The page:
I was awakened this morning by the sound of a closing door. It wasn’t the slamming of a door, but perhaps the slightly exaggerated closing of a door. Whether it was intended to wake me up, or not, I don’t know, I think it was, and it did. A request for attention, perhaps, a somewhat consistent theme in this household. And so my morning “ritual” began.
In my baggy sweats, I headed downstairs, first to the kitchen. Mom was in her chair, in her robe, eating her breakfast, one course at a time, reading a couple of newspapers. The newspapers are spread across about 75% of the table. Ads in one pile, the “news” in another. I say good morning and put some water on to heat up for coffee then go downstairs to the garage to collect the ingredients for my breakfast. My pantry and refrigerator are in the garage, and I really don’t mind. I figure segregating my organic, Whole Foods fare from the over-processed, pesticide laced, GMO, loss leaders upstairs is unnecessary, but gives me a certain peace of mind. Plus, that extra trip up and down those stairs a few times a day certainly must have some benefit.
Back up in the kitchen, I go about making my breakfast; berries, a shirred egg, a strip and a half of bacon, and oatmeal. I make my coffee in the coffee press once the water is boiling and sit down with my entire meal organized in front of me. One of my idiosyncrasies is to photograph all of the food I eat. I use it as a “journal” of sorts and I happen to think food is highly photogenic. So, I take the picture with my iPhone, trying ever so hard not to include any of the newspapers spread across the table.
Before I head to the kitchen every morning, it is reasonably silent; just the sounds of the fixing of food and then, the shuffling and turning of newspaper pages. Once I enter the kitchen, though, thoughts are spoken out loud, every news article is commented on and the noteworthy sale items in the thirty-four pounds of advertising included with the paper are read aloud. Often, the more puzzling puzzles are discussed, for the purposes of collaboration. I busy myself with deleting ads from my email inbox, addressing any emails that may require my attention, sending my customary “good morning Love” text message and perusing Facebook, being certain to lustily acknowledge any birthdays. It has been brought to my attention, though, that I am not being conversational when my iPhone is present. I feel the same way about the newspaper, and, I don’t really consider reading the news, the ads, and, worst of all, my horoscope and the horoscope of everyone we know, the living and the dead, out loud, conversation. If I were in charge, we’d each read what we chose in silence. Then converse actively, engaged, on a topic of agreement. Clearly, I am not in charge. Out of respect, I guess I’m okay with that.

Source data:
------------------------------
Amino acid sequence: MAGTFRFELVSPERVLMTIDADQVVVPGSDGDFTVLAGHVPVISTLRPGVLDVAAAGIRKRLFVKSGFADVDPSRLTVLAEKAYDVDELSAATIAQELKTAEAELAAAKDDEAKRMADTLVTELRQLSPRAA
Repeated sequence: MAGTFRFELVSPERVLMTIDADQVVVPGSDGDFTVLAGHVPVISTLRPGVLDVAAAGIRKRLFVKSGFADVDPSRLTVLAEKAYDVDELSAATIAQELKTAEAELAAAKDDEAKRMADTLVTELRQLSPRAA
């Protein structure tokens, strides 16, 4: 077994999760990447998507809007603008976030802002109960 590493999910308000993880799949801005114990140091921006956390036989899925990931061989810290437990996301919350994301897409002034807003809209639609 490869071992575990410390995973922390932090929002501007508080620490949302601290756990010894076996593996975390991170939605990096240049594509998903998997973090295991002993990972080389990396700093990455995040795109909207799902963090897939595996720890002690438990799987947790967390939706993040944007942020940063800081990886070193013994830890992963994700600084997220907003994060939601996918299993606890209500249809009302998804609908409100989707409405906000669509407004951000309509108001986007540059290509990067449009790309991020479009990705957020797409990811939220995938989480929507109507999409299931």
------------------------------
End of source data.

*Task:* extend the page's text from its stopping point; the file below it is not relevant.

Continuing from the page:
After breakfast, which has been taking way longer than it should lately, I make my way upstairs and get ready for whatever the day has to offer. With no real plans for the day, we’d discussed perhaps visiting a winery that has been on “our list”. My wine club selection of the month was ready to be picked up at V. Sattui Winery, which we could cross off the to-do list, as well. We made our “spontaneous” plan, grabbed a picnic basket and a few supplies and headed “up valley”, a few hours later, Mom and me.